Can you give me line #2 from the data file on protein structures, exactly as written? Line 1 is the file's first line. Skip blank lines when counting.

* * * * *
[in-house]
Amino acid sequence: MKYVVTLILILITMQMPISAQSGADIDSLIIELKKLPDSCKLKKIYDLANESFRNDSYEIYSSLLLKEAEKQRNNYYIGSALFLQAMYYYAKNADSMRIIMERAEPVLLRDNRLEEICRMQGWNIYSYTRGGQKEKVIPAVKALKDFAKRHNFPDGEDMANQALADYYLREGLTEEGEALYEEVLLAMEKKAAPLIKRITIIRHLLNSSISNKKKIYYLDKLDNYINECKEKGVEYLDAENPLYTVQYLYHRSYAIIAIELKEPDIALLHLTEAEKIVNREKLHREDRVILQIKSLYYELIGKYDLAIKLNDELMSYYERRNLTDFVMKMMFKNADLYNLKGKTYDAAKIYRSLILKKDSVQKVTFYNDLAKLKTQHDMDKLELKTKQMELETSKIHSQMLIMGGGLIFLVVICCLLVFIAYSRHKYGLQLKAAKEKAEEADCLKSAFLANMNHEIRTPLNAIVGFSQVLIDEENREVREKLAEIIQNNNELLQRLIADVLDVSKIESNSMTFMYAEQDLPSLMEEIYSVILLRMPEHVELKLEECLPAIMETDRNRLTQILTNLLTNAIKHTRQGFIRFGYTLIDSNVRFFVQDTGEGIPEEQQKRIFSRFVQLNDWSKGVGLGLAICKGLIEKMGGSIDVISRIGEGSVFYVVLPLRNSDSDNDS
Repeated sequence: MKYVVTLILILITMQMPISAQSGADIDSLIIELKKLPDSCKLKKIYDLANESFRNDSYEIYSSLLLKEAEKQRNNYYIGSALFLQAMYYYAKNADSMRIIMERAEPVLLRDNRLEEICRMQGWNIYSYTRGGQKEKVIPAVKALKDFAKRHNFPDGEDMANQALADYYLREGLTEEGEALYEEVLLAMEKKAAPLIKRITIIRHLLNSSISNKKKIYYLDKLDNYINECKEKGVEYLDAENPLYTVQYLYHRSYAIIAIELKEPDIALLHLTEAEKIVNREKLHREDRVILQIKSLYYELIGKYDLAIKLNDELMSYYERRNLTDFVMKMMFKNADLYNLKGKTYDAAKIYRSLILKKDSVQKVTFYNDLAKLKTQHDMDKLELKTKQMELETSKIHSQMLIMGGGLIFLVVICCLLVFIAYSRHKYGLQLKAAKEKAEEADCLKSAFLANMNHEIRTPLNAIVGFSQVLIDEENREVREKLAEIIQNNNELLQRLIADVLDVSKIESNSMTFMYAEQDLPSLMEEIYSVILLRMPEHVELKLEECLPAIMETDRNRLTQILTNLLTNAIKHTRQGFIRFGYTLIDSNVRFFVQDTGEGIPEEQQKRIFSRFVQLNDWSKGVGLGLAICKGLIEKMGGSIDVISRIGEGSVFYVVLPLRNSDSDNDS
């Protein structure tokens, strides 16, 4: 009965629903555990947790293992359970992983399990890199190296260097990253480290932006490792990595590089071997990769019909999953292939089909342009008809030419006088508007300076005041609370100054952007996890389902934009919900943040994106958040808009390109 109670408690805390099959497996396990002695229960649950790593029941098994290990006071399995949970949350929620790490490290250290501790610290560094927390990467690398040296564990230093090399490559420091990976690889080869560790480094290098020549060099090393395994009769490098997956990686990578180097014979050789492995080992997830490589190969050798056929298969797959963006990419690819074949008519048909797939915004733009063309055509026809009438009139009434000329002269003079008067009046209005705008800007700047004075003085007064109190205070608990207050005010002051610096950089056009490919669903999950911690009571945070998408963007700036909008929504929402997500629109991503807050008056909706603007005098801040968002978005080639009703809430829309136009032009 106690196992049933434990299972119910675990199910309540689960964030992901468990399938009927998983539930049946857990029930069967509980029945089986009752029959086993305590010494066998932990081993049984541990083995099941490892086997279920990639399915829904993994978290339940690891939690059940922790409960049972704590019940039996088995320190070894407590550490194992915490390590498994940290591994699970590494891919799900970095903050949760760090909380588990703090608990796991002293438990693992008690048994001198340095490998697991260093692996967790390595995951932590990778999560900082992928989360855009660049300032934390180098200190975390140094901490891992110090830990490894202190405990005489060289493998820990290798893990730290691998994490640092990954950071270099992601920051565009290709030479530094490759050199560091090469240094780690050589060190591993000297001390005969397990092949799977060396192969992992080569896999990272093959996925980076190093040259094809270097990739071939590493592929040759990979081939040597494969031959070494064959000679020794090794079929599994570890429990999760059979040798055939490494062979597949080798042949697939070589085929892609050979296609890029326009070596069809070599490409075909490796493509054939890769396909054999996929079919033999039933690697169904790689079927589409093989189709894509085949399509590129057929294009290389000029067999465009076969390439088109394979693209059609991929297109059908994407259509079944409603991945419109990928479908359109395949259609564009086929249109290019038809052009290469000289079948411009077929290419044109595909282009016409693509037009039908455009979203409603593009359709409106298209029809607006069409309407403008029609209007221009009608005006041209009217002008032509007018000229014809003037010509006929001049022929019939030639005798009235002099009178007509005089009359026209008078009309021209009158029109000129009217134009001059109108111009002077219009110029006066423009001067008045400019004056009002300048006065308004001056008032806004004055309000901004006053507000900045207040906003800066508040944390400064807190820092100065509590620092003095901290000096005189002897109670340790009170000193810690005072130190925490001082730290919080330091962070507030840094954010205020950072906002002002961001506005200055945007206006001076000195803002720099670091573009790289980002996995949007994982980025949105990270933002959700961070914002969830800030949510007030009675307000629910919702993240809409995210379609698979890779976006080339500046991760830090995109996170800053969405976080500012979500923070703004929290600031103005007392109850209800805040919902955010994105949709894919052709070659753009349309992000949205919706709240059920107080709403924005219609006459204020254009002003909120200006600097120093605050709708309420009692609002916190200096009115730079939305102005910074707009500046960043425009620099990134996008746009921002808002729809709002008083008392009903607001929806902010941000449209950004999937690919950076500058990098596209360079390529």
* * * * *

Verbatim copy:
Amino acid sequence: MKYVVTLILILITMQMPISAQSGADIDSLIIELKKLPDSCKLKKIYDLANESFRNDSYEIYSSLLLKEAEKQRNNYYIGSALFLQAMYYYAKNADSMRIIMERAEPVLLRDNRLEEICRMQGWNIYSYTRGGQKEKVIPAVKALKDFAKRHNFPDGEDMANQALADYYLREGLTEEGEALYEEVLLAMEKKAAPLIKRITIIRHLLNSSISNKKKIYYLDKLDNYINECKEKGVEYLDAENPLYTVQYLYHRSYAIIAIELKEPDIALLHLTEAEKIVNREKLHREDRVILQIKSLYYELIGKYDLAIKLNDELMSYYERRNLTDFVMKMMFKNADLYNLKGKTYDAAKIYRSLILKKDSVQKVTFYNDLAKLKTQHDMDKLELKTKQMELETSKIHSQMLIMGGGLIFLVVICCLLVFIAYSRHKYGLQLKAAKEKAEEADCLKSAFLANMNHEIRTPLNAIVGFSQVLIDEENREVREKLAEIIQNNNELLQRLIADVLDVSKIESNSMTFMYAEQDLPSLMEEIYSVILLRMPEHVELKLEECLPAIMETDRNRLTQILTNLLTNAIKHTRQGFIRFGYTLIDSNVRFFVQDTGEGIPEEQQKRIFSRFVQLNDWSKGVGLGLAICKGLIEKMGGSIDVISRIGEGSVFYVVLPLRNSDSDNDS